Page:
A graduate school study guide appeared to disparage President Donald Trump as “unfit,” a racist and a tax cheat in several practice questions.
The most recent copy of the Law School Admission Test prep book directly mentions the president and uses a statement which is “encountered on a daily basis through social media, entertainment, and cable news,” according to The College Fix.
“Donald Trump is unfit to be President of the United States of America,” according to the LSAT prep book, which was first published in December 2016 and reprinted May 24, 2018. “He lacks political experience and backs racist policies, such as internment camps and deportation.”
Test takers are told to “ignore outside biases, judgments, and knowledge” acting as “a one-person jury at a criminal trial using a standard of reasonableness under the circumstances presented by the argument.”
“The author’s conclusion is that Donald Trump would not be a good president,” the test stated. “The author offers Trump’s lack of political experience and supposed racist policies as the evidence, or premises, to justify his conclusion. The author also cites examples of policies. Evaluating the strength of the logical connection between the premises and conclusion is how reasonableness is determined.”
In another example from the prep book, the president is referred to as “Ronald Trump.”
“Ronald Thump will be the next great president of the United States,” the guide stated. “His cutthroat business tactics will be quite effective as the nation’s top executive. Mr. Thump’s manipulation of tax and bankruptcy loopholes helped grow his father’s fortune.”
According to the College Fix:
The question then asks the test taker to choose from five possible answers the one that the author “would most likely agree” with: that businessmen “always make the best presidents,” Thump is “the most successful businessman of all time,” it’s “always advisable” to manipulate tax and bankruptcy loopholes, Thump’s fortune depends on his father, and “Business experience is directly relevant to succeeding as president.” (The correct answer is the last option.)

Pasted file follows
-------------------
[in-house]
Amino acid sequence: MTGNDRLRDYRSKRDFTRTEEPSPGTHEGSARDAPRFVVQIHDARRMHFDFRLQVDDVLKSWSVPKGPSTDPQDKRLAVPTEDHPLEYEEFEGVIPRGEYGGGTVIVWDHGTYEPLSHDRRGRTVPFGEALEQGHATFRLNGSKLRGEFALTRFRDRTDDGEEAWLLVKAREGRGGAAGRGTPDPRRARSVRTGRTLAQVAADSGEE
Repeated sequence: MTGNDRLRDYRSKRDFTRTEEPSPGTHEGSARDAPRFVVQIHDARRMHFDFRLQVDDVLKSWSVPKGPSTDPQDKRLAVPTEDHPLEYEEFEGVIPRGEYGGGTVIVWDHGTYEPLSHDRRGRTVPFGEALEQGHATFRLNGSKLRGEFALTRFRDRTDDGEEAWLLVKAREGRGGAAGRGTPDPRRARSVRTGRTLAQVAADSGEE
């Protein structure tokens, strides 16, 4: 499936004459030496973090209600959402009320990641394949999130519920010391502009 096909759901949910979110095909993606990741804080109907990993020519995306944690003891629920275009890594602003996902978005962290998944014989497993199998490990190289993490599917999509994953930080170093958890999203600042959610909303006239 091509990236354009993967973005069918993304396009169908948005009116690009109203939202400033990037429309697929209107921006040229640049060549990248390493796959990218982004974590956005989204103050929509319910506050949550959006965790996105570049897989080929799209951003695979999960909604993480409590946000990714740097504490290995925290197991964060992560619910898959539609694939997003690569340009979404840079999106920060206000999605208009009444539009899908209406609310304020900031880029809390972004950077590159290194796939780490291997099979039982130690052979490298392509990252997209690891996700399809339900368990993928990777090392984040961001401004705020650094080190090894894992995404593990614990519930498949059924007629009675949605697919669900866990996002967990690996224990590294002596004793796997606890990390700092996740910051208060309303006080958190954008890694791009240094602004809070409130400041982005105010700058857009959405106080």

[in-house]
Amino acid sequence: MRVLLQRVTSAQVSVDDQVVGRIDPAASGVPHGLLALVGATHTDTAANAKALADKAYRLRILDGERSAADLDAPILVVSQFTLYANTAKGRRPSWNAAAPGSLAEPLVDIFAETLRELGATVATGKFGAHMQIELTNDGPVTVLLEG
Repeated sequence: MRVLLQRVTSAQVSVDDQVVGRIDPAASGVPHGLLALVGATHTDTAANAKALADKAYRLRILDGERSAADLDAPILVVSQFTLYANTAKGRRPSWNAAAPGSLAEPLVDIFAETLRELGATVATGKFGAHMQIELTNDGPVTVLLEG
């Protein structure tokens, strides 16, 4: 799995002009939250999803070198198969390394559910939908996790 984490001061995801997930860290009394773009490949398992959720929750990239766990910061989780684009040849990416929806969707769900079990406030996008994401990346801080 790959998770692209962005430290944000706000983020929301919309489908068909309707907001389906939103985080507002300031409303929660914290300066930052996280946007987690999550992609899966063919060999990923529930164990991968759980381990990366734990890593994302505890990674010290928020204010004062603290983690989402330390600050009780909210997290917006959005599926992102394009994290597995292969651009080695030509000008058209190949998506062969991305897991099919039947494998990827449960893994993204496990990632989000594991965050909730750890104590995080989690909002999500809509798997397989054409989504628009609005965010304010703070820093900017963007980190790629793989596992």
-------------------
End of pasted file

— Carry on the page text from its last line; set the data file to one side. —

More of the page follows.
Despite its initial flattering assessment of the lightly fictionalized candidate, the takeaway of the statement is that the current president previously manipulated tax policy for his family’s benefit.
LSAT material is “governed by strict guidelines to avoid bias, and all content undergoes multiple reviews to ensure that there is no bias,” senior director of executive communications and public affairs for the group that administers the LSAT, Wendy Margolis, wrote.
“There are numerous test prep companies and courses that license our official content, which comes from previously administered LSATs,” she said. “These companies have to meet our licensing standards, which means that we know they are basing their courses and books on our official material.”
Margolis, told Fox News that Test Prep Books is not associated with LSAC, and they do not license official LSAT content.
The LSAT is “designed to measure critical thinking skills,” and “topics that might cause a reaction one way or another could interfere with their ability to demonstrate these skills,” Margolis said.
Neither working contact information nor a web presence for Test Prep Books or publisher Windham Press could be found by College Fix. Prep materials for the SAT or Advanced Placement exams did not appear to have any references to Trump.
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